A plaque remaining from the Big Apple Night Club at West 135th Street and Seventh Avenue in Harlem.

Above, a 1934 plaque from the Big Apple Night Club at West 135th Street and Seventh Avenue in Harlem. Discarded as trash in 2006.

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Entry from December 31, 2008
Clambake (Clam Bake)

The clambake (originally “clam bake” and “clam-bake") is a New England institution for baking clams and, quite often, giving political speeches. Corn, potatoes, onions and carrots are often served at clambakes; other seafood such as lobster and crabs can be served, as well as sausages and barbecued meats.

The “clam bake” is cited in print from at least 1829 and appears to have started in Rhode Island and Massachusetts.


Wikipedia: New England clam bake
The New England Clam Bake is a traditional method of cooking foods, especially seafood such as lobster, mussels, crabs, clams, and quahogs. The seafood is often supplemented by sausages, potatoes, onions, carrots, corn on the cob, etc. Clam bakes are usually held on festive occasions along the coast of New England.

Method
A typical clam bake begins with gathering seaweed at the shoreline; seaweed is an important adjunct to cooking the food. To keep the seaweed fresh, it is necessary to have a container large enough to hold both the seaweed and a fair amount of sea water.

Also important are several round medium-sized stones, or sometimes cannon balls, which are heated in the fire and used to re-radiate heat during the cooking process.

Lastly, like most other methods of steaming, a cover is necessary to allow the trapped heat and steam to thoroughly cook the food. Canvas tarps or potato sacks soaked in sea water are often used for this purpose.

Once the stones and seaweed have been collected, a fire pit is prepared. Some prefer to simply start a fire within the pit, while others line the edges with flat stones to provide support for a metal grill on which the stones may be placed; others prefer to dig a pit dug out on the beach so that the food may “bake” under the sand.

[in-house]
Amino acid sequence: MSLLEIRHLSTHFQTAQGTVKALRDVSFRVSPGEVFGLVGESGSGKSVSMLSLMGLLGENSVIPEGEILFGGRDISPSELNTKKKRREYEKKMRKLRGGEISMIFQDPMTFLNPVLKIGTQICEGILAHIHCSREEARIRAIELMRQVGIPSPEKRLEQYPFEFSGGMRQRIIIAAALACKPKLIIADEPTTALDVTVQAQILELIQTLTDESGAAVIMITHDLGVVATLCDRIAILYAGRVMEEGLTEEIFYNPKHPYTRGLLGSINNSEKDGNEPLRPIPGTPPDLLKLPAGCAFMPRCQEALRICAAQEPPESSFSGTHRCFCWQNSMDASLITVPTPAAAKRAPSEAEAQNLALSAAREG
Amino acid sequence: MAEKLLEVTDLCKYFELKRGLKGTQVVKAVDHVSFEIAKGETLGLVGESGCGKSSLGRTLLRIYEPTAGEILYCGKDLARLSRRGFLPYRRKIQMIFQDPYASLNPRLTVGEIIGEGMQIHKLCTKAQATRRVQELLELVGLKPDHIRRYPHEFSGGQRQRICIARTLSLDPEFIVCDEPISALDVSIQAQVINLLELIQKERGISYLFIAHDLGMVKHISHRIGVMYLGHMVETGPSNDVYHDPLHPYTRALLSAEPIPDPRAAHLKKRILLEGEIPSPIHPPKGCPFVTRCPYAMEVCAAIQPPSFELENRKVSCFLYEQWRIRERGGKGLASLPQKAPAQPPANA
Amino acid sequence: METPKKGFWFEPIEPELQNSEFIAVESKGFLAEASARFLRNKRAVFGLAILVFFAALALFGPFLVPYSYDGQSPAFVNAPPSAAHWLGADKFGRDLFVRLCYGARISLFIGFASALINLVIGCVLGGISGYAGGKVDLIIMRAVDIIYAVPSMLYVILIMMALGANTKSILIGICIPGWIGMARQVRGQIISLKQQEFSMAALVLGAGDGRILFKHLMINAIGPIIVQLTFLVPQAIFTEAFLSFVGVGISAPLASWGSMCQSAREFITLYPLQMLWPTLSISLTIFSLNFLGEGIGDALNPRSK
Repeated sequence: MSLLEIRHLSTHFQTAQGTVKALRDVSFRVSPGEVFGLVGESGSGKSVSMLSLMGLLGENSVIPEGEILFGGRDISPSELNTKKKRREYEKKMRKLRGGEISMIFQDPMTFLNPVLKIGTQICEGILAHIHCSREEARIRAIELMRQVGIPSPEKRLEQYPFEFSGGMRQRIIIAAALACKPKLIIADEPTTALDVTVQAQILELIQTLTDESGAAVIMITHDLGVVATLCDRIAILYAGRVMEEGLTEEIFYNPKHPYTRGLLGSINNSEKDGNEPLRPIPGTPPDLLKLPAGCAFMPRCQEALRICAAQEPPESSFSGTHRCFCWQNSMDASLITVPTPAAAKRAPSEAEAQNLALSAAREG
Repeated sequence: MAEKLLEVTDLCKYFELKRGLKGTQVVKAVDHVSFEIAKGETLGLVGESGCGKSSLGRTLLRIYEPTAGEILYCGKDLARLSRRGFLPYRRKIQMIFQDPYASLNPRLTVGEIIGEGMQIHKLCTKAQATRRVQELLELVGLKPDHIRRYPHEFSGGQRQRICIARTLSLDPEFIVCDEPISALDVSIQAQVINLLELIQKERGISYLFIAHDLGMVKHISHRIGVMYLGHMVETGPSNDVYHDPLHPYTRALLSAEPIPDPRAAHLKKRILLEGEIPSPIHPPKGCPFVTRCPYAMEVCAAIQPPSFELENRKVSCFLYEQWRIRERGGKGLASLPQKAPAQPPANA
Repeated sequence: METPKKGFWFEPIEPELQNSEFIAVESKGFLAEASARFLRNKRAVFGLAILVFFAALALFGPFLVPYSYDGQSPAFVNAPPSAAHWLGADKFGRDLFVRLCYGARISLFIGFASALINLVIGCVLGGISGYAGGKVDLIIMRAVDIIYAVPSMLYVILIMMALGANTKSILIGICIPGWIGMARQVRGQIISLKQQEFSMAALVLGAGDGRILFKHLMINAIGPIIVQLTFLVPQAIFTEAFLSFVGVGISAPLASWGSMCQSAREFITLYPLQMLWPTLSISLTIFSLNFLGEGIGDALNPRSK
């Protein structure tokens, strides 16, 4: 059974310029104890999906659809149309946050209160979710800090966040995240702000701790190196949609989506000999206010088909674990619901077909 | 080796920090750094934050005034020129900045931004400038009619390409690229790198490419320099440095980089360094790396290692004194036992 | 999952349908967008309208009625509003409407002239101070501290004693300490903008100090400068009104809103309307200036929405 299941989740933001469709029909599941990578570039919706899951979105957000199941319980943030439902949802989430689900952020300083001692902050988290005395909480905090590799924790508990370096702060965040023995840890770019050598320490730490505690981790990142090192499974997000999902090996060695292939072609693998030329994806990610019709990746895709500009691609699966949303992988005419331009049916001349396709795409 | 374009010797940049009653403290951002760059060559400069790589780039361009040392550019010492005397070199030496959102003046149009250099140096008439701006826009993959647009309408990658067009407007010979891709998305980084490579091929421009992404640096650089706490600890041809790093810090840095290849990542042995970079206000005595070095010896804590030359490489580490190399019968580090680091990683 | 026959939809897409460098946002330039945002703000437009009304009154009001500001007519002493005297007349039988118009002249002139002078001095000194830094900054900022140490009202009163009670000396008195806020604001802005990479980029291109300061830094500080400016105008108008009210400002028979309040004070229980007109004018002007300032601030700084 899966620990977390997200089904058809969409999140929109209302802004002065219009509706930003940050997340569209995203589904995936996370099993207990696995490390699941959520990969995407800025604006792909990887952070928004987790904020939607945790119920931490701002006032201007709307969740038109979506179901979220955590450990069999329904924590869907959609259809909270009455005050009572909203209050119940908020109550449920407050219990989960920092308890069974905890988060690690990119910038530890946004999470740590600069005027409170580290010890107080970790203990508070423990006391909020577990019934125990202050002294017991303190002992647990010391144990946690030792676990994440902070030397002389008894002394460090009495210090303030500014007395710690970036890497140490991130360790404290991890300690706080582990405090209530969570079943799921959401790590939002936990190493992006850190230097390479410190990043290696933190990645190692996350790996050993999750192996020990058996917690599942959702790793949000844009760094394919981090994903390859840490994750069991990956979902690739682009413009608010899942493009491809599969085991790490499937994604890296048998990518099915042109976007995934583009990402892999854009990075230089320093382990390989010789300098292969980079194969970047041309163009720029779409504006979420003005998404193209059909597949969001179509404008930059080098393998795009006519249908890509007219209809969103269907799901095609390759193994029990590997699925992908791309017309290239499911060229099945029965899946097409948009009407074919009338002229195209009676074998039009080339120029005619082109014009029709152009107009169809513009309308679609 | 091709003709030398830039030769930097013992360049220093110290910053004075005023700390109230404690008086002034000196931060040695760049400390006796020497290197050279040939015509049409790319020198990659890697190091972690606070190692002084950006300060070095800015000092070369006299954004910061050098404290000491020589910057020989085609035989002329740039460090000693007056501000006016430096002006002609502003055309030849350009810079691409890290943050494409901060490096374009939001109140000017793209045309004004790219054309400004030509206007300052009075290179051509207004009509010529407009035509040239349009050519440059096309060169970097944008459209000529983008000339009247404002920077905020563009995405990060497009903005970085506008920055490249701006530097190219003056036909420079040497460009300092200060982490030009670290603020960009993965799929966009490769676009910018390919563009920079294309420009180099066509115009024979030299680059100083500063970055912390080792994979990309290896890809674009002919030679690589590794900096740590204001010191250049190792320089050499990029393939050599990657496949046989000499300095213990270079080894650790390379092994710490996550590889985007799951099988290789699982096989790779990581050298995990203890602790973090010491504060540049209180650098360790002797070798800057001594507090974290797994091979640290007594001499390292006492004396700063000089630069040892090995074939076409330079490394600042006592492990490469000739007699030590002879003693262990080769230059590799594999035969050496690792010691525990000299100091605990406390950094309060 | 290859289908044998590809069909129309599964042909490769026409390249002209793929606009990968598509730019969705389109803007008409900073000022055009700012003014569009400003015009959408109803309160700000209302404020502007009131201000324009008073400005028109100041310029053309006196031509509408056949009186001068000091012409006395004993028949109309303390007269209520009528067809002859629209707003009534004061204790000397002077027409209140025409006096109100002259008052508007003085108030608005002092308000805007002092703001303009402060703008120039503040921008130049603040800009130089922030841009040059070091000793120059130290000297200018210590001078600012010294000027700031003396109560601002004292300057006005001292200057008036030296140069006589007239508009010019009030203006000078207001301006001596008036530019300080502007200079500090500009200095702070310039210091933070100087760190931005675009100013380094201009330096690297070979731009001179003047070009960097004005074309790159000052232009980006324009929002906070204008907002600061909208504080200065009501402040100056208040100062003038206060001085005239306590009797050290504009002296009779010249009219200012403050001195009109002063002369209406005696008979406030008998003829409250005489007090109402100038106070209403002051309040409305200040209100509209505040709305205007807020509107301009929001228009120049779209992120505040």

The stones used for cooking are then placed in the center of the pit and a wood fire is started, although the exact method of heating the stones varies. The fire must burn until the stones are glowing hot. Care must be taken to ensure that the fire will burn out shortly after this optimal cooking temperature is achieved. The ashes are then swept off the stones and raked between them to form an insulating “bed”. A layer of wet seaweed is place over the stones, followed by traditional regional foods such as clams, mussels, quahogs, and lobsters. Side dishes usually include potatoes, corn on the cob, linguiƧa sausages, carrots, and onions. Alternating layers of seaweed and food are piled on top and the entire mound is covered with canvas that has been drenched in sea water to seal in the heat and prevent the canvas from burning. (Some may prefer to use beer to soak the canvas, but it is unlikely to have any effect whatever on the cooked food.) The food is allowed to steam for several hours.

Since many locales outlaw building fires on beaches, most people cook this dish in a large pot. This is known as a New England Clam Boil. There are some caterers that specialize in clam bakes on the beach.

(Oxford English Dictionary)
clambake
U.S.
A baking, Indian-fashion, upon hot stones, of a mass of clams (often overlaid with layers of potatoes, Indian corn, fish, etc.); a favourite feature of pic-nic excursions to the sea-shore in U.S.; hence applied to the pic-nic party itself;
1835 Vade Mecum (Phila.) 5 Sept. 2/1 A Clam Bake—Our curiousity [sic] has been gratified, as to the nature of the festival understood by this term.
1848-60 BARTLETT Dict. Amer., Clam-bake. At a grand political mass-meeting in favour of Gen. Harrison on the 4th of July 1840, nearly 10,000 persons assembled in Rhode Island, for whom a clam-bake and chowder were prepared.
1883 Pall Mall G. 24 Sept. 12/1 At a recent..festival in Connecticut a gigantic clambake was cooked which was 25 ft. long and 10 ft. wide, and consisted of 2,000 ears of corn, 600 pounds of lobster, 600 pounds of fish, 1,000 chickens, innumerable oysters and clams, two barrels of sweet potatoes and two of the ordinary kind, and the whole topped off with two immense plum puddings and 150 water melons.
1887 Ibid. 17 June 5/2 A clam bake is an institution indigenous to this soil. Long before Puritans..found out its savour, the red man..indulged in clam bakes.
1945 AUDEN Coll. Poetry 134 That caged rebuked question Occasionally let out at clambakes or College reunions.
1962 Times 6 Apr. 7/1 Dig razor clams for an outdoor clambake.

15 August 1829, Providence (RI) Patriot, pg. 2:
Messrs. Burges and Pearce are carrying the war into the enemy’s country, as is evident from the Tiverton clam-bake, got up by them to favor their political intrigues.

19 August 1829, Providence (RI_ Patriot, pg. 2:
Mr. Burges’ Clam-Bake Speech. (...) Even it was said that some stomachs present, strong enough to digest “unbaked clams,” fairly nauseated at the gross and vulgar abuse that was lavished upon some of our respectable citizens.

11 August 1830, Providence (RI) Patriot, pg. 2: